The next day was a sunny one and because my parents slept over we were still together. I decided to join them for a cycling tour through the city. Heading towards Museum Square my dad told me he changed phone numbers with the basketball player because he promised him a guided tour. Five minutes later the enormous afro-american was riding my mothers bike. My parents were cycling ahead, sharing my dad’s bike. I was behind our tourist, trying to prevent him from getting a deadly accident.

After cycling we took a walk through the city center and my dad and the basketball player were talking continually. They had quite a lot in common, for instance their musical taste, their political idea’s and of course their sense of humor. My mom and I were window shopping meanwhile.

At the end of the day we went to the chinese restaurant for a quick dinner and my Michael Jordan lookalike sat opposed to me, while he was telling my dad about economy, oh… and that he is a vegetarian.

I ordered a “Beijing Duck” with it’s head, feet and beak still on.

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F*ck love, give me diamonds!

This week I celebrated my birthday for five days continually and felt heartbroken at the same time. I never chose to live the turbulent life of an artist, the life picked me. I never felt extremely euphoric for long without getting kicked in the face from an unexpected direction and things never turn out to be “ordinary”.

A rich Iraqi friend of mine gave me a beautiful diamond ring and of course I loved it. He was just being generous and the ring was meant as a sign of our friendship. These things are quite common in the life of a dancer. We receive tips or presents as a compliment or as a flirt and we know how to deal with it. I know dancers who’ve been offered a car or even a house by men who wanted their companion – or friendship. This is a very Arab way of men to show affection and of course status. Sometimes you accept, sometimes you don’t. As long as you are clear about your personal boundaries there is no problem. If you dance well you can get over 1000 euro of tips and your costume is making rustle sounds when you get back in the dressing room, of course these party’s are rare in the Netherlands and I have to mention, Dutch people seldom give tips because they just don’t know the Arabic course of behavior.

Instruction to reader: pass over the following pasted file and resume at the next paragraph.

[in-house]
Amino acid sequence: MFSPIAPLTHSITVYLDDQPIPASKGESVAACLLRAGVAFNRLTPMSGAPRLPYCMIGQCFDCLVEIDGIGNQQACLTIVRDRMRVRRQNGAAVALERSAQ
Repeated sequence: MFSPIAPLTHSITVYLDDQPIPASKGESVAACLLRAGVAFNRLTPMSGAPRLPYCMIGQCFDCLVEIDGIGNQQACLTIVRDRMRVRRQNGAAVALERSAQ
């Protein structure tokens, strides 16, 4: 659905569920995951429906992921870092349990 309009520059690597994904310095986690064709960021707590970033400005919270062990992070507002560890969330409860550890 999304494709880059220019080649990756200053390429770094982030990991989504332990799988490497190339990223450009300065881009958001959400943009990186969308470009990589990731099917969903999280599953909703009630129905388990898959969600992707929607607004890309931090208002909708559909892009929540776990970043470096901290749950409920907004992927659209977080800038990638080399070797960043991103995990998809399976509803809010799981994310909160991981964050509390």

However, when I finally got home after my birthday celebration I found myself staring at the ring, fantasizing about my future true love, still unknown. Shouldn’t that ring been given by him? I felt confused and decided to create more explicitness in my life. I paid a visit to the guy that I’ve been dating with for the last six months (which was not the ring man, just to make clear). I had turned 26 and I need to start thinking about the future. With Carlos Santana’s “make it real or let’s forget about it” playing in my head we talked about our feelings. And basically that was where it ended.

The amazing birthday weekend with lots of friends, family, presents and a ring with a huge diamond – extreme euphoria with a punch in the face that made me latterly “forget about it” was an interesting mixture of feelings. This week will absolutely turn out to be an inspiration for the artistic mind when the storm is over.

Men can make me smoke a pack of Vogue-Menthol at a stretch.

A quote from one of my best friends and colleagues: “F*ck love, give me diamonds” made me laugh. Of course it’s so not true and we both know.

Warda’s “Salam el Ahbab” inspires me right now. Her beautiful voice makes me feel strong and happy.

(*With my respect and appreciation for the ones I write about, who are aware of the content of this blog.)

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Welcome!

Dear everyone,

The reason I started this blog, is because I would like to share my adventures now and then. Being a bellydancer in the Netherlands is not a very common profession. Though for me it’s much more then a profession, it’s a lifestyle. I would like to share my experiences at work but also stuff that has to do with the lifestyle, the results of my decision to become a dancer and make a living out of it.

Often I dance with – and perform for Dutch people. I bring them the spheres of 1001 nights, Aladin, Yamin, the colors, the scent and the sound of the Middle-East. Entering the stage veiled, I disappointed many Dutch men by not turning out being a stripper. For the Arabic people in the Netherlands, which are understandably skeptical about a Dutch dancer being the main act at their traditional dream wedding, I’m doing everything I can to convince them that I’m “like them” – (concerning the music and dance!)

I’ve been living a double life ever since my first bellydance move and I’ve been through lots of funny situations, more then I can mention. From now on I will write them all down and I hope you’ll enjoy!